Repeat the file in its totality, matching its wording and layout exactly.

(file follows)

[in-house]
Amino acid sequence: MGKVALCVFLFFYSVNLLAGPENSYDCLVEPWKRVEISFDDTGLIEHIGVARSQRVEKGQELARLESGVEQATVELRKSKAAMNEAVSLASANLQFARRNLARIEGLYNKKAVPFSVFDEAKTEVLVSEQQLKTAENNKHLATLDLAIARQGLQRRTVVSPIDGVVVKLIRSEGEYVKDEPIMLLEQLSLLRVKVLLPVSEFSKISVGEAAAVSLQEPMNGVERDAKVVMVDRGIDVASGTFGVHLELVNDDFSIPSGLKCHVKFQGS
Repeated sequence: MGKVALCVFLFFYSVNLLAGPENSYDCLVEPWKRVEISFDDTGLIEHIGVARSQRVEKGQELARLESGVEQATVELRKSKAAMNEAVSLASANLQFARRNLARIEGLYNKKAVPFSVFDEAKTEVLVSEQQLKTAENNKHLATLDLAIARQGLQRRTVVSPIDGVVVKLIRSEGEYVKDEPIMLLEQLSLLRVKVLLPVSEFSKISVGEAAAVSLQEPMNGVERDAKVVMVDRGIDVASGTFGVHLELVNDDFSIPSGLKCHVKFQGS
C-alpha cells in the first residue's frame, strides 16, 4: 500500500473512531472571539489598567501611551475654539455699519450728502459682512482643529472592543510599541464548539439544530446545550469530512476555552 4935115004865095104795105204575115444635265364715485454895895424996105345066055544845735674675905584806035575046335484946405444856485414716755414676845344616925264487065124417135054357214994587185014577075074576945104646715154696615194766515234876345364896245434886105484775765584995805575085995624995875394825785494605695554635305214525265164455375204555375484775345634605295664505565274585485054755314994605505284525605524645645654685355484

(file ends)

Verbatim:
[in-house]
Amino acid sequence: MGKVALCVFLFFYSVNLLAGPENSYDCLVEPWKRVEISFDDTGLIEHIGVARSQRVEKGQELARLESGVEQATVELRKSKAAMNEAVSLASANLQFARRNLARIEGLYNKKAVPFSVFDEAKTEVLVSEQQLKTAENNKHLATLDLAIARQGLQRRTVVSPIDGVVVKLIRSEGEYVKDEPIMLLEQLSLLRVKVLLPVSEFSKISVGEAAAVSLQEPMNGVERDAKVVMVDRGIDVASGTFGVHLELVNDDFSIPSGLKCHVKFQGS
Repeated sequence: MGKVALCVFLFFYSVNLLAGPENSYDCLVEPWKRVEISFDDTGLIEHIGVARSQRVEKGQELARLESGVEQATVELRKSKAAMNEAVSLASANLQFARRNLARIEGLYNKKAVPFSVFDEAKTEVLVSEQQLKTAENNKHLATLDLAIARQGLQRRTVVSPIDGVVVKLIRSEGEYVKDEPIMLLEQLSLLRVKVLLPVSEFSKISVGEAAAVSLQEPMNGVERDAKVVMVDRGIDVASGTFGVHLELVNDDFSIPSGLKCHVKFQGS
C-alpha cells in the first residue's frame, strides 16, 4: 500500500473512531472571539489598567501611551475654539455699519450728502459682512482643529472592543510599541464548539439544530446545550469530512476555552 4935115004865095104795105204575115444635265364715485454895895424996105345066055544845735674675905584806035575046335484946405444856485414716755414676845344616925264487065124417135054357214994587185014577075074576945104646715154696615194766515234876345364896245434886105484775765584995805575085995624995875394825785494605695554635305214525265164455375204555375484775345634605295664505565274585485054755314994605505284525605524645645654685355484